Benchmarks Tooling#

This package is using Playwright to execute a given scenario with test notebooks.

Running test#

To run the test, you will need to

  1. Start JupyterLab after compiling it at a reference state with the following command

jupyter lab --config tests/
  1. Run the tests against the reference

yarn install
yarn build
cd tests
yarn playwright install chromium
yarn test --project jupyterlab -u
  1. Stop JupyterLab

  2. Start JupyterLab after compiling it a challenger state

jupyter lab --config tests/
  1. Run the tests against the challenger

cd tests
yarn test --project jupyterlab

The benchmark report is generated in the folder benchmark-results.

It represents the execution time distribution for the reference JupyterLab version vs the challenger one. Each column represents a test notebook. And each row represents a measurement in the benchmark scenario:

  • open: Time to open the notebook

  • switch-from-copy: Time to switch from the notebook to its copy

  • switch-to-copy: Time to switch back from the copy to the notebook

  • switch-from-txt: Time to switch from the notebook to a text editor

  • switch-to-txt: Time to switch back from the text editor to the notebook

  • search: Time to find a word in the notebook (not available on all notebooks)

  • start-debug: Time to start the debugger

  • close: Time to close the notebook (and display the text editor)

Understanding the tests#

As part of the tests, screenshots are generated after various actions and are expected to match the existing screenshots stored in the repository. The tests fails when the screenshots do not match and the benchmark report is not generated. The existing screenshots can be updated by using the flag -u, as was done while running the tests against the reference above.

Using the flag -u also sets the values from the current run as the baseline values (expected) in the benchmark report. These values are stored in tests/tests-out/lab-expected-benchmark.json. The values from the next run without -u are marked as the actual values in the benchmark report.

Generating benchmark report when the screenshot mismatch is expected#

Sometimes, it is necessary to run benchmark tests against two versions across which there are expected UI changes. In this case, the tests against the challenger will fail since the screenshots do not match and the benchmark report will not be generated. Simply using -u to set the challenger’s screenshots as the expected ones will be a mistake here, since this will also set the challenger’s values as the baseline in the benchmark report.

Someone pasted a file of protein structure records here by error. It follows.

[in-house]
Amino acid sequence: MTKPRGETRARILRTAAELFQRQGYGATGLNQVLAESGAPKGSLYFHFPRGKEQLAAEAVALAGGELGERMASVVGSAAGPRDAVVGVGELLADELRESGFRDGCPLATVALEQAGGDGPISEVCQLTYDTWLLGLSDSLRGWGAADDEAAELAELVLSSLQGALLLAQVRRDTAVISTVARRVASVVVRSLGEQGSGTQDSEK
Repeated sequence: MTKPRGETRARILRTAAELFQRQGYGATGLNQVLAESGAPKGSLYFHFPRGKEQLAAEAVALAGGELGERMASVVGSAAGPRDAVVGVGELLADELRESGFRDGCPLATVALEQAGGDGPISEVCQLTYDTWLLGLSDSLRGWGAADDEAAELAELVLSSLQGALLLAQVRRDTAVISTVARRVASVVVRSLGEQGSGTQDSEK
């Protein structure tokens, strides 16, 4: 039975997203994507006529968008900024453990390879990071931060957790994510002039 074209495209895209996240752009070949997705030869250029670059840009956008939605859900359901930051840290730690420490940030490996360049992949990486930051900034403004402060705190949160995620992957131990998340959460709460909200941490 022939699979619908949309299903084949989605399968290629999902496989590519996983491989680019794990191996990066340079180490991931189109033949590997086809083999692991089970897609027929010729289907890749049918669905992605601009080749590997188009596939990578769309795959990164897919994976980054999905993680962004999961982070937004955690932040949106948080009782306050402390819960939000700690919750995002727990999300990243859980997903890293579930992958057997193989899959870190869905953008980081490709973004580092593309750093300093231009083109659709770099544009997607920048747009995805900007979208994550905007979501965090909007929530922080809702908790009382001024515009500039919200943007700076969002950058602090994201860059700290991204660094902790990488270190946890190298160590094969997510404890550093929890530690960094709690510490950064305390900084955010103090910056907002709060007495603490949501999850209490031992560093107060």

In this scenario, do the following -

  1. Run tests against the reference using -u : this sets the expected screenshots and stores the baseline values.

  2. Save the file tests/tests-out/lab-expected-benchmark.json created by the previous step to another temporary location.

  3. Run a small sample of the tests against the challenger with -u : this resets the expected screenshots and creates new baseline values in lab-expected-benchmark.json.

  4. Overwrite lab-expected-benchmark.json created in Step-3 with the one created in Step-1.

  5. Now, run the tests against the challenger without using -u.

With this sequence, the challenger tests will not fail since the expected screenshots are the ones from Step-3, generated by the smaller sample of the challenger itself. The baseline values from reference are also retained to be the expected values in the benchmark report since they overwrote the ones the challenger sample created.

Test notebooks#

The available notebook definitions are located in the /src/notebooks folder (some have special requirements - see below):


The test notebooks with Plotly requires to install plotly and ipywigets:

pip install plotly ipywidgets

If you need one of the test extension (like fixed-data-table), you can install it with:

pip install -v extensions/fixed-data-table


The benchmark test can be customized through environment variables:

  • BENCHMARK_NUMBER_SAMPLES [default : 100]: How many samples to compute the statistical distribution

  • BENCHMARK_SWITCHES [default: 3]: How many times to switch between each tabs

  • BENCHMARK_MAX_N [default: 100]: The test notebook size

  • BENCHMARK_NOTEBOOKS [default: ["codeNotebook", "mdNotebook", "largePlotly", "longOutput", "manyPlotly", "manyOutputs", "errorOutputs"]]: Notebooks to test

Benchmarks comparison#

The benchmarks comparison uses the technique from Tomas Kalibera and Richard Jones in their paper “Quantifying Performance Changes with Effect Size Confidence Intervals.” From their abstract:

Inspired by statistical methods used in other fields of science, and building on results in statistics that did not make it to introductory textbooks, we present a statistical model that allows us both to quantify uncertainty in the ratio of (execution time) means and to design experiments with a rigorous treatment of those multiple sources of non-determinism that might impact measured performance. Better still, under our framework summaries can be as simple as “system A is faster than system B by 5.5% ± 2.5%, with 95% confidence”, a more natural statement than those derived from typical current practice, which are often misinterpreted.